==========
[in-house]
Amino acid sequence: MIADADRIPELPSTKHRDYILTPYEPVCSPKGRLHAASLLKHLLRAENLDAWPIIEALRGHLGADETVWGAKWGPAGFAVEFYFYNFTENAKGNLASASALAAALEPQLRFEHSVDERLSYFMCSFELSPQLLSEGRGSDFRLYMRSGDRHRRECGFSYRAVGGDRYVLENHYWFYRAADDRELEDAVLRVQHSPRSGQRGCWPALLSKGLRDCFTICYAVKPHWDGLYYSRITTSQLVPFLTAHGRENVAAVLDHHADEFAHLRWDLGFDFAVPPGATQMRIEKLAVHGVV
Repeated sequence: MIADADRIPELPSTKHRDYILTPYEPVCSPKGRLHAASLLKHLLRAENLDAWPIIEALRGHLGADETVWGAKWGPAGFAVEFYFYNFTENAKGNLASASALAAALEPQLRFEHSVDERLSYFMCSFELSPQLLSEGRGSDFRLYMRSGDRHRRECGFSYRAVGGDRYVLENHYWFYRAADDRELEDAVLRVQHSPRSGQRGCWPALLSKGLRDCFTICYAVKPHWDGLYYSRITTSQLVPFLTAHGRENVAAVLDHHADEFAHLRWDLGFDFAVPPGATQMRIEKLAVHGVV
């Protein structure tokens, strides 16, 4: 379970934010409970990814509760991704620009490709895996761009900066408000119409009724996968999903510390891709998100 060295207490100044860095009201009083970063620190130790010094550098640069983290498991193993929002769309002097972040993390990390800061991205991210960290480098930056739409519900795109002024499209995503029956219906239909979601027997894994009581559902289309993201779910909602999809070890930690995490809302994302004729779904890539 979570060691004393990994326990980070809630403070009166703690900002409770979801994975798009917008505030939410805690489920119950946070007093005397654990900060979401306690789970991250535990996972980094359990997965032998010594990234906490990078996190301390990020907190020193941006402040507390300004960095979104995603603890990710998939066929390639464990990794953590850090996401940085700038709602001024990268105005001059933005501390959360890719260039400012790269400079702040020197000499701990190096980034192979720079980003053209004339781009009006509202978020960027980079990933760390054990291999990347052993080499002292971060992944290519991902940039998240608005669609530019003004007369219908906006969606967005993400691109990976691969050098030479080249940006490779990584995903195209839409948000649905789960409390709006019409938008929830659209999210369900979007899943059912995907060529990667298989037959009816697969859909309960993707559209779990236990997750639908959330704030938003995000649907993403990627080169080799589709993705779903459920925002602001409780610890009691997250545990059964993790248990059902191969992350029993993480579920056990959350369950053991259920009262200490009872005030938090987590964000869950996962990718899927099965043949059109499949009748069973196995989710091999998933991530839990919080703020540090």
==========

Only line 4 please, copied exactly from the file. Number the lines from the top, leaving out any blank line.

């Protein structure tokens, strides 16, 4: 379970934010409970990814509760991704620009490709895996761009900066408000119409009724996968999903510390891709998100 060295207490100044860095009201009083970063620190130790010094550098640069983290498991193993929002769309002097972040993390990390800061991205991210960290480098930056739409519900795109002024499209995503029956219906239909979601027997894994009581559902289309993201779910909602999809070890930690995490809302994302004729779904890539 979570060691004393990994326990980070809630403070009166703690900002409770979801994975798009917008505030939410805690489920119950946070007093005397654990900060979401306690789970991250535990996972980094359990997965032998010594990234906490990078996190301390990020907190020193941006402040507390300004960095979104995603603890990710998939066929390639464990990794953590850090996401940085700038709602001024990268105005001059933005501390959360890719260039400012790269400079702040020197000499701990190096980034192979720079980003053209004339781009009006509202978020960027980079990933760390054990291999990347052993080499002292971060992944290519991902940039998240608005669609530019003004007369219908906006969606967005993400691109990976691969050098030479080249940006490779990584995903195209839409948000649905789960409390709006019409938008929830659209999210369900979007899943059912995907060529990667298989037959009816697969859909309960993707559209779990236990997750639908959330704030938003995000649907993403990627080169080799589709993705779903459920925002602001409780610890009691997250545990059964993790248990059902191969992350029993993480579920056990959350369950053991259920009262200490009872005030938090987590964000869950996962990718899927099965043949059109499949009748069973196995989710091999998933991530839990919080703020540090």